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The Minister For Smoking Must Resign

Dr Shane Reti, the Minister for Smoking, needs to do the honourable thing. That seems unlikely, given he will shortly co-sign a death warrant for thousands of vulnerable people, but it must be called for: resign.

I can’t think of a more ignoble start to a ministerial career. As Minister of Health, he should be the pre-eminent protector of the nation’s health. He should be nurse, not executioner. What happened to Primum Non Nocere, Hippocrates' injunction to his students: “Above all, do no harm”?

The Coalition, led by Luxon, Peters and Seymour, has breathed new life into the lungs of the tobacco industry by rescinding what was one of the most positive, life-affirming actions a government could take: to end the cancer of smoking, to gently snuff out this toxic habit inflicted on ordinary Kiwis by big business. Ironically, the UK Tories are so impressed by our world-leading legislation they are introducing it next month in Britain. You know things are bad when we make that lot look good!

There is a famous painting of Hippocrates refusing financial gifts offered by the Persian Emperor Artaxerxes in exchange for favours. His head is disdainfully turned from the King of Kings, his arm thrust backwards in a signal of rejection. Chris, Winston and David would no doubt have had their hands out too - but cupped to receive a bit of coin.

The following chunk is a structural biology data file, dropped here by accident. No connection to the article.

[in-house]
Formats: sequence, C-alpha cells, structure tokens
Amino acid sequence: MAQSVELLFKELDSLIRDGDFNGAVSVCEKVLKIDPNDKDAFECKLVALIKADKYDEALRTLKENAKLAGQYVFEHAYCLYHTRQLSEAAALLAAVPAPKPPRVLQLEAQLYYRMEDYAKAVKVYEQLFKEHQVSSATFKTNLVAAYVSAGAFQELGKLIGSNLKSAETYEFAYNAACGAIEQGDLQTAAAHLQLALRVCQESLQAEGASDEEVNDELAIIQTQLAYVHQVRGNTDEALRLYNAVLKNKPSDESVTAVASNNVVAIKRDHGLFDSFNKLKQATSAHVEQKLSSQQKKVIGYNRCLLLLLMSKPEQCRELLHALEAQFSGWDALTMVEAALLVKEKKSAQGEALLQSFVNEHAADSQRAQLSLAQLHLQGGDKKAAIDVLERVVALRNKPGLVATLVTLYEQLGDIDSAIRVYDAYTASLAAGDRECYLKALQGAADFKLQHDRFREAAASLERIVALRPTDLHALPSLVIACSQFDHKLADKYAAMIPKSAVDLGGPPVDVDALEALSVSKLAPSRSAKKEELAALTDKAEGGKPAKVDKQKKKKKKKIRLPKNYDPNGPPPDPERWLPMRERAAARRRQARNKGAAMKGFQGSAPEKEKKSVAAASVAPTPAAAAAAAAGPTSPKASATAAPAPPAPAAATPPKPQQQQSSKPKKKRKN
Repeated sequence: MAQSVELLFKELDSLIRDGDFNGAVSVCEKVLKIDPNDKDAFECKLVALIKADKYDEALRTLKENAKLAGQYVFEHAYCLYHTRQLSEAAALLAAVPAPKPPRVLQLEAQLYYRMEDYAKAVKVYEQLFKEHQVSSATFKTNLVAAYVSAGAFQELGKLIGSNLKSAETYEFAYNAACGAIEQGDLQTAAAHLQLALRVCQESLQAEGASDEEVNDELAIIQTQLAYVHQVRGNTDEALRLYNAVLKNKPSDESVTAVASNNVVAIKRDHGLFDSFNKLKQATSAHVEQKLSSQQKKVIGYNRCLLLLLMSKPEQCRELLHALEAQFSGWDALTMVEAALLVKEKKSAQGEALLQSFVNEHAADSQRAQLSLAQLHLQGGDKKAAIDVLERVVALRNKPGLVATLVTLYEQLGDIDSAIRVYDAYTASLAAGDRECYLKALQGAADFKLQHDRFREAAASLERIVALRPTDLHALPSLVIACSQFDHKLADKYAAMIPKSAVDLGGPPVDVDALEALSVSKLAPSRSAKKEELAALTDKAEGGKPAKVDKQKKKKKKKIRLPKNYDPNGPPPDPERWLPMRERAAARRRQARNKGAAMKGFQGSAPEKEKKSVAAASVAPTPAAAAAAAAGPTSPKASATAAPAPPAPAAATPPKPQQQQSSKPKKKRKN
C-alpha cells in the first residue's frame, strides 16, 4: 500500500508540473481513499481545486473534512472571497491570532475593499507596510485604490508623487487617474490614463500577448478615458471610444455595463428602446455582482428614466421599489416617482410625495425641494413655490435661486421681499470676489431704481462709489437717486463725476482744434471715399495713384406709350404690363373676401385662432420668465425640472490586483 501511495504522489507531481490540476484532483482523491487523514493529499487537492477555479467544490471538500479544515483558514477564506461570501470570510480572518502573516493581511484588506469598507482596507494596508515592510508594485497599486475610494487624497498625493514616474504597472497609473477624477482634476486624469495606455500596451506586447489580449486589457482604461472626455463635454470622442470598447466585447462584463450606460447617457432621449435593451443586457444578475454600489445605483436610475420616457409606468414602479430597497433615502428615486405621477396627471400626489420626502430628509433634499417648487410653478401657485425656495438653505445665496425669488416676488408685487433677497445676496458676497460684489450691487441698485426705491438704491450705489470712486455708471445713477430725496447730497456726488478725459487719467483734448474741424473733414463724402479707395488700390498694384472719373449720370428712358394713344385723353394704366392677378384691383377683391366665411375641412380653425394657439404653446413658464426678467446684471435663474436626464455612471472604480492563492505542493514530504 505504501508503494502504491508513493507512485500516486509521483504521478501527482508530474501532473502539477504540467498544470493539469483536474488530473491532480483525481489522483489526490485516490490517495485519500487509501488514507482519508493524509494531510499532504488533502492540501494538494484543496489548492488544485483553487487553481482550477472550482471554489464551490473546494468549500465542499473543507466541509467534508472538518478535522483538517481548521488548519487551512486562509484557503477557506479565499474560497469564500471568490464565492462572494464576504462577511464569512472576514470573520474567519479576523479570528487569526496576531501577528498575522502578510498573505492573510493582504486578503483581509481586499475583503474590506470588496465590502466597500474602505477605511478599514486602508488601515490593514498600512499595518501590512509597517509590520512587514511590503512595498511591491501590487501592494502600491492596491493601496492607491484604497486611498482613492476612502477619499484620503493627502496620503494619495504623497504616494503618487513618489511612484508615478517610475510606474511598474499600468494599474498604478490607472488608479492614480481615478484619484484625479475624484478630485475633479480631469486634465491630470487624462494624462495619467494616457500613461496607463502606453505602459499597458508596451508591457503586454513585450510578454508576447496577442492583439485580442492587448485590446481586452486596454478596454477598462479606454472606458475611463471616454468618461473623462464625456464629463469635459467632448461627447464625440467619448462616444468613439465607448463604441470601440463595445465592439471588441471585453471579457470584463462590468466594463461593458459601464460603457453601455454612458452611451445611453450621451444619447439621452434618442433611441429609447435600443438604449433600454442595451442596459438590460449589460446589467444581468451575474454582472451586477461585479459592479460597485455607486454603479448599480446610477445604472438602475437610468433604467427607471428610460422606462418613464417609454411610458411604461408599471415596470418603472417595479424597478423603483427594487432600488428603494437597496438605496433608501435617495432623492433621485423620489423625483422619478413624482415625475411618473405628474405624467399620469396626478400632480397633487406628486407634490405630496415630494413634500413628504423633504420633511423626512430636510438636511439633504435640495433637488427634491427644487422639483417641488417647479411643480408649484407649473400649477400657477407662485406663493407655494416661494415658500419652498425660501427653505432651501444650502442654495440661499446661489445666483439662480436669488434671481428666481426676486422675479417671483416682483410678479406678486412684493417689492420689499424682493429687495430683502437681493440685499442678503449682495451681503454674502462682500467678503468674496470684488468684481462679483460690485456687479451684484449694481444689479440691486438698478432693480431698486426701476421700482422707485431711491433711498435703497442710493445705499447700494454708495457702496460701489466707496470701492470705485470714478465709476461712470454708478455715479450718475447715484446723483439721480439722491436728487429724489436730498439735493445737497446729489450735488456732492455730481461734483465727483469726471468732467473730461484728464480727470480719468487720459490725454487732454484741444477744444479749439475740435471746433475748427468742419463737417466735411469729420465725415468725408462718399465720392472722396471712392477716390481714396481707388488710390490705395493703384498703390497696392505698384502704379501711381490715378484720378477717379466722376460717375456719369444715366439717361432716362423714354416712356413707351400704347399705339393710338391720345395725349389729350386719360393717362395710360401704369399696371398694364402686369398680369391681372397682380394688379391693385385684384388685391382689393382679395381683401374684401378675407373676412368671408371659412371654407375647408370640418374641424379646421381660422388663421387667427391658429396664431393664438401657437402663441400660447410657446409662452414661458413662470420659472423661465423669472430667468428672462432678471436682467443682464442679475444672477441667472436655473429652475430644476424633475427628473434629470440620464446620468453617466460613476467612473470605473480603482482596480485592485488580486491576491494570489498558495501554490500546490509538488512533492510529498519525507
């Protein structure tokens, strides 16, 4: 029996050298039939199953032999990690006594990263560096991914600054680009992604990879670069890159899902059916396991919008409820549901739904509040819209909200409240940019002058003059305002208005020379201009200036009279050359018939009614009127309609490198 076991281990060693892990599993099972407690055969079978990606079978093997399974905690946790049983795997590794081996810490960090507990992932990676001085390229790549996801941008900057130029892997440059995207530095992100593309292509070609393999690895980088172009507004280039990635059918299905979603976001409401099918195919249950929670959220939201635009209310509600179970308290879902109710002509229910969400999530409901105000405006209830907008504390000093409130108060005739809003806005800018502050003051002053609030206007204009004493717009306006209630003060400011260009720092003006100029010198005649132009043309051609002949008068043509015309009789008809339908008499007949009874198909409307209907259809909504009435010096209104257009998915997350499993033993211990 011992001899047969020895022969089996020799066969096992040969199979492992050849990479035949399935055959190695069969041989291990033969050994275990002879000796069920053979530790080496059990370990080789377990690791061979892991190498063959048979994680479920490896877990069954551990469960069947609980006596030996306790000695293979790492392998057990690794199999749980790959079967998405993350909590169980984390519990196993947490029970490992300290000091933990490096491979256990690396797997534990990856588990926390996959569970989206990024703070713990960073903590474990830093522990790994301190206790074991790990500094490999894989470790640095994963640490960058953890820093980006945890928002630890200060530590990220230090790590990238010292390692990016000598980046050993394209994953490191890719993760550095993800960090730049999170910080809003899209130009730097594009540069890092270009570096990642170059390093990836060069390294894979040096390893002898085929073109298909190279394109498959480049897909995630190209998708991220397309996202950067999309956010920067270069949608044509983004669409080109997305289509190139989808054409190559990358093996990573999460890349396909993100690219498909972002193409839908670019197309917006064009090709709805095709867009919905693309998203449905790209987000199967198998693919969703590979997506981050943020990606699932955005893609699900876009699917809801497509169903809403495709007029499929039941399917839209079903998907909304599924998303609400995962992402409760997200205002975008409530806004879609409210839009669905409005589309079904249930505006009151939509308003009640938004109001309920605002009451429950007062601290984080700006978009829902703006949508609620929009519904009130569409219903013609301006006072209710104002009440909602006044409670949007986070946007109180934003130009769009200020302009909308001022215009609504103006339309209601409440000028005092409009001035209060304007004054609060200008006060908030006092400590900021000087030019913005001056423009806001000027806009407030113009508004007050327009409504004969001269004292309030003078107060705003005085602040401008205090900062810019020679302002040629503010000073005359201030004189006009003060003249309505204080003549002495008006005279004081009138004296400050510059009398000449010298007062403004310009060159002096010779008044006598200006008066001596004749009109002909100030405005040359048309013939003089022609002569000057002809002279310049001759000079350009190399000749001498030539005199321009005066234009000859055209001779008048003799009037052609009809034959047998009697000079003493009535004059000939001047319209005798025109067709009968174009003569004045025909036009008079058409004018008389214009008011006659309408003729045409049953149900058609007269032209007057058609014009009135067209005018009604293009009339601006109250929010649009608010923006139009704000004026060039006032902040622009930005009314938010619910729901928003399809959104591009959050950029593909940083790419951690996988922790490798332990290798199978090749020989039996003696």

Dr Reti may be little more than an order-taker but he is the Minister for Health – and that’s why I call him out. This repeal may be an early insight into how policy will be made under the coalition’s triumvirate. Who should lead health policy? The Minister of Health, obviously. But in this instance, I very much doubt it. The nation’s health and wellbeing was not what drove this decision; it was no doubt made in consultation with the tobacco industry. Were any health researchers consulted? What epidemiological studies, what longitudinal studies, what fact-based research led the Minister of Health to seek the repeal of New Zealand’s revolutionary legislation? Or was it a deal made in a smoky room?

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And what about the economic impact? National, Act and New Zealand First sold themselves as sound and sensible economic rationalists. We’re told taxing smokers will fill the coffers (about $1 billion) to fund tax cuts but these politicians have been sold a dodgy vehicle by men in shiny suits. The money they get from tobacco tax will be swamped by the dollars lost to the economy. Smoking burns through an estimated $2.5 billion of GDP a year as we pay for workers to wheeze at home, slice bits off their tongues, throats and lungs. We pay overworked medical professionals to tend to the victims in wards up and down the country, not to mention have businesses pay people to stand in alleyways having sneaky fags. Smoking – actively or passively - kills 5000 Kiwis a year.

So in one foul act the Coalition has shown itself to be economically illiterate and morally bankrupt.

In contrast, the legislation it will repeal was made in defiance of the merchants of death and their lobbyists.

Drawing on decades of research and major projects like Aotearoa’s International Tobacco Control Project, New Zealand crafted legislation that breathed fresh air into the nation. Operating within the World Health Organisation’s Framework Convention on Tobacco Control, the Otago-led ITC began its groundbreaking research into smoking in 2007.

Through their work we know that over 80% of people who smoke regretted starting, and “contrary to the notion that people continue to smoke as a free and informed choice, virtually all believe that smoking is addictive (99%)”. A clear majority supported measures to end smoking.